Who I am
I founded and am the director of Mar Sustentable Ciencia y Conservación, A.C., a non-profit organisation that works to conserve marine life in Mexico’s Caribbean waters. I obtained my doctoral degree at Scripps Institution of Oceanography, University of California San Diego, and am currently researching how local communities exploit the near-shore areas of islands. With this information, I am developing a baseline trajectory of the diversity and accessibility of marine fauna, such as sharks, over time. I have been involved in numerous marine conservation research programmes in the Gulf of California and the Mexican Caribbean, off the coasts of California and Central America and in the South Pacific. Throughout my career I have also worked on diverse science communication projects aimed at the conservation of marine biodiversity, fulfilling the roles of translator, content creator, writer, speaker, video producer and underwater photographer. My other research areas include ecosystem services, marine ecology, small-scale fisheries and tourists’ perceptions of the environment. I work with scientists and have a team of undergraduate interns who pool their creativity and talent to produce science communication campaigns on social media. Together, they generate video material to promote the protection of sharks around the Yucatán Peninsula and the conservation of Caribbean reefs. My scientific work and environmental education efforts have been supported by the National Oceanic and Atmospheric Administration (NOAA), the University of California San Diego, the Rufford Foundation, Idea Wild, the WWF Russell E. Train Education for Nature Program, the Women Divers Hall of Fame and the PADI Foundation, among others.
Where I work
Holbox is located off the northern coast of the Yucatán Peninsula in Quintana Roo, Mexico. It is a barrier island 42 kilometres (26 miles) long and two kilometres (one mile) wide that is intermittently connected to the mainland. The island complex forms Yalahau Lagoon, which at 275 square kilometres (106 square miles) is one of the largest coastal lagoons on the Yucatán Peninsula. Surrounded by mangroves, Yalahau is considered a breeding ground for carcharhiniform sharks. Sea grasses cover the lagoon’s bed and its mouth opens westward into the Gulf of Mexico. The near- and offshore waters around Holbox are influenced by currents from the gulf and the Caribbean Sea, as well as by rich upwelling from the north-eastern shelf of the Yucatán Peninsula. Upwelling events sustain diverse near-shore and offshore fauna, including large aggregations of whale sharks, which have become an important tourist attraction and source of income for local tour operators. The resident population of Holbox numbers approximately 1,140, but a floating population of more than 7,000 requires services throughout the high season from May to September. However, the island’s infrastructure for the disposal of sewage and waste and the provision of fresh water and electricity is precarious, and rapid and unorganised urban and tourist developments put Holbox’s biodiversity and environmental health at risk. The island harbours critical habitats, such as water springs and coral reefs, and species of particular conservation concern, including sharks, loggerhead and hawksbill turtles, American crocodile, jaguar, puma and manatee. They are protected by various Mexican laws and the Yum Balam Natural Protected Area (NPA). However, the area’s management plan was published only in 2018, 24 years after the NPA decree. Previously, efforts to conserve Holbox’s natural capital were limited, threatening the future welfare of local people.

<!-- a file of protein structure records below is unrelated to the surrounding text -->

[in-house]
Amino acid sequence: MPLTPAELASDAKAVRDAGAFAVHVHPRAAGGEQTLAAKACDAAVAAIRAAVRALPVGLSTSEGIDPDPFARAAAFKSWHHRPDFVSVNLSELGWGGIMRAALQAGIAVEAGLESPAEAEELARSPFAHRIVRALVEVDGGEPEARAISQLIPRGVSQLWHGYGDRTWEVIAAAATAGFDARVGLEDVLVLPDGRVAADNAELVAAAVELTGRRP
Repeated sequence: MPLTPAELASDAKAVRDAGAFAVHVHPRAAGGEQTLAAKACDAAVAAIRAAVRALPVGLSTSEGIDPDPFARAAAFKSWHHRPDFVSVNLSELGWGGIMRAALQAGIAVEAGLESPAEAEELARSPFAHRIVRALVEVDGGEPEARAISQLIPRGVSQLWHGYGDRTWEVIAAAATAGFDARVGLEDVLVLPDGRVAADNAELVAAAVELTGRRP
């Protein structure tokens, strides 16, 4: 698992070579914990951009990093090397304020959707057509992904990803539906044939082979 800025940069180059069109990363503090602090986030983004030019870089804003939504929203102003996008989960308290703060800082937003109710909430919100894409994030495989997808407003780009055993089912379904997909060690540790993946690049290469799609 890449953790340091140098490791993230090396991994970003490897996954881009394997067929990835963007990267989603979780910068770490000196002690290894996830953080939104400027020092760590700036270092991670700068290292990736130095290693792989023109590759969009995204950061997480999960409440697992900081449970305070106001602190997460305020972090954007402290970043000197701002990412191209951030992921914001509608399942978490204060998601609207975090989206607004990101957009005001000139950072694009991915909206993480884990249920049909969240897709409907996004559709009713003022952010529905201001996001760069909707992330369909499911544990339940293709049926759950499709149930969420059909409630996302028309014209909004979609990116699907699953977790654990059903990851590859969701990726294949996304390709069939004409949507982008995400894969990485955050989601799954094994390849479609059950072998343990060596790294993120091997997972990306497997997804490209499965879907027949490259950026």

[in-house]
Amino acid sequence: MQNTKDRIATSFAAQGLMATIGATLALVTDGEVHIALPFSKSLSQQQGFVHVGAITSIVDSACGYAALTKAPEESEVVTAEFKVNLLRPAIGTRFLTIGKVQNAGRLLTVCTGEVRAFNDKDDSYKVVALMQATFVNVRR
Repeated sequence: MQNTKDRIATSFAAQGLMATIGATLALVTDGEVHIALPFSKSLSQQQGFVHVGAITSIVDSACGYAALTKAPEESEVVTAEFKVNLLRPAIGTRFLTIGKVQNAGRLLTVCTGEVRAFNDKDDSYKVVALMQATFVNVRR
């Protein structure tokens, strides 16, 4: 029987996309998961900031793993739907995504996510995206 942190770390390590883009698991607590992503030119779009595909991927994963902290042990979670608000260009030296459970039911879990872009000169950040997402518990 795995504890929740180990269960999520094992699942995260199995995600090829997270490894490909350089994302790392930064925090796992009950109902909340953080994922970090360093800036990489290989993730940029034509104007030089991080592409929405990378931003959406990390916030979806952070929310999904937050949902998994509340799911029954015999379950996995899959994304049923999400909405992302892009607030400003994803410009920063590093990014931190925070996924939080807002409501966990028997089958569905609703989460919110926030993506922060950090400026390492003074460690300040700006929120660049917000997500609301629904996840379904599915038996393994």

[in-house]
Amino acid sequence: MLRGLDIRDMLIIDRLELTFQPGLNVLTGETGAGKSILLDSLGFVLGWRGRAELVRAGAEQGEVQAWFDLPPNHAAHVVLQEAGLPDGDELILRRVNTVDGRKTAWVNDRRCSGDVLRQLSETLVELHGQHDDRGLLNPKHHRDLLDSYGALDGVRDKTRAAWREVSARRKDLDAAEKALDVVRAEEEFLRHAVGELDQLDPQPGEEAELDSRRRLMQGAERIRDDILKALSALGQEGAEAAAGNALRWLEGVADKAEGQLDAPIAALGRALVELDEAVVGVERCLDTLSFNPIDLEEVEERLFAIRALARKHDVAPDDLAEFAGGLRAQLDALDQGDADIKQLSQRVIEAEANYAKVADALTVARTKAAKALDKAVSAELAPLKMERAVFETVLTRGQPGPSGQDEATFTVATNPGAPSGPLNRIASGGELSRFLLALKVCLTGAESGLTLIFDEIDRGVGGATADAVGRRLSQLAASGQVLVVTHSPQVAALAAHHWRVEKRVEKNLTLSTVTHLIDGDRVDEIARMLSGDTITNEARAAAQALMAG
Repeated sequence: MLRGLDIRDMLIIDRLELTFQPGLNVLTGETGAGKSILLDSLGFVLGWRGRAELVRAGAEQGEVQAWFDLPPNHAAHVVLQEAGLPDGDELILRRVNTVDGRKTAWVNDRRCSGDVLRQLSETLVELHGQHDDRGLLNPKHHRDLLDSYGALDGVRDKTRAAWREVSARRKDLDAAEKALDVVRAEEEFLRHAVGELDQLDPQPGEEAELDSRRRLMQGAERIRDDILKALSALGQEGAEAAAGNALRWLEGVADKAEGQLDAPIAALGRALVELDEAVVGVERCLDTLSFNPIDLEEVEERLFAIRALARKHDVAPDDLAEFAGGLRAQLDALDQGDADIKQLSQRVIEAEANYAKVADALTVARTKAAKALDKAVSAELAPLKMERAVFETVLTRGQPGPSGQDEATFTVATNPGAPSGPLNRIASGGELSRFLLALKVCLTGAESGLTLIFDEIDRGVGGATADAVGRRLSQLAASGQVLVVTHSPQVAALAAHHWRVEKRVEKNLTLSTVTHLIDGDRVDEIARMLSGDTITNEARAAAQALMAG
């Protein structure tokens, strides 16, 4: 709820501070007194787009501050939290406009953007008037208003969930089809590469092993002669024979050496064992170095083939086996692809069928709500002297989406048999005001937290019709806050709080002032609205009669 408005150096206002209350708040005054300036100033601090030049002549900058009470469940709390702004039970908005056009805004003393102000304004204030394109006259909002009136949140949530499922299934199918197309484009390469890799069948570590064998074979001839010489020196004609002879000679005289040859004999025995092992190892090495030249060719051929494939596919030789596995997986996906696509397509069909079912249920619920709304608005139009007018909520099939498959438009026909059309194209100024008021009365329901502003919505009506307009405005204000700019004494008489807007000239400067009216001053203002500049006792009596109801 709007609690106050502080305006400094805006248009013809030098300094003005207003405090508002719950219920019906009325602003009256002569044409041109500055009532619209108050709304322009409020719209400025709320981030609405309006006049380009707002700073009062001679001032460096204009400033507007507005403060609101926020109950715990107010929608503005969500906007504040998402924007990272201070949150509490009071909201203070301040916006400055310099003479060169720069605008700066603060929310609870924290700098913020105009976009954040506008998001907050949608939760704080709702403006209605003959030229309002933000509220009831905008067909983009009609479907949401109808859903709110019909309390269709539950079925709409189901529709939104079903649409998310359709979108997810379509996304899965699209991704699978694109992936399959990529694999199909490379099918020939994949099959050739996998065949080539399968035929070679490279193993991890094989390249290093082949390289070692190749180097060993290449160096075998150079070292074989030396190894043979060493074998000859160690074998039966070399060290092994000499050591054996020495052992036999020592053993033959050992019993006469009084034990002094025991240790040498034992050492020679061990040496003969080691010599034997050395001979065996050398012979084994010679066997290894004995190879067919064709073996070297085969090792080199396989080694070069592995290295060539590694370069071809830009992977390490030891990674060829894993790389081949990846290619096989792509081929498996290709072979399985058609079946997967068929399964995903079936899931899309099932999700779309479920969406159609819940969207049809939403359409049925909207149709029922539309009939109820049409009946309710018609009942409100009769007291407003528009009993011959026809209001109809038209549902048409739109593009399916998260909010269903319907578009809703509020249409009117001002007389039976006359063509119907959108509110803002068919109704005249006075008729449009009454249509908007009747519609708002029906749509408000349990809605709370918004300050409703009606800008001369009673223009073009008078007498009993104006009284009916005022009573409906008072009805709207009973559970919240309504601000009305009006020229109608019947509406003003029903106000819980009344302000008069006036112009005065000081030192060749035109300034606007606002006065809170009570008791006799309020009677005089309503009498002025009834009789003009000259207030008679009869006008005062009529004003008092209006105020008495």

What I do
My activities in the field involve collecting local knowledge relating to sharks and other marine species such as sawfish, turtles and manatees. I love interviewing people and asking questions about their life at sea because I learn so much from many people with different traditions associated with the ocean and its inhabitants. For example, I am always discovering new things about which animals used to inhabit near-shore waters, the different ways people have exploited the coastal environments and what in their cultural and socio-economic history drives this exploitation. My interest is both personal and scientific, and I have a passion for learning about the history of coastal exploitation on islands. Documenting the fishers’ local knowledge on islands helps me fulfil these interests. Before going into the field, I work intensively with my interdisciplinary team to develop the surveys we use to collect information from the fishers and spatial data. Once in the field, I spend time getting to know the community and their traditions before doing any interviews. This helps me to locate key community members with whom to collaborate so that I can develop the interviews in accordance with local values and customs. When working with the communities, I set up events to share information about what I am doing. I have fun doing these events, since kids attend and are always interested in finding out what the elder members of their community have to say about the sea. The last phase of my research involves getting to know where the fishers are active, including visiting historical fishing sites. I explore them both above and, using scuba gear, under the water. Field seasons can be exhausting, but they are full of adventure and plenty of exciting and beneficial life experiences that teach me a lot about the sea.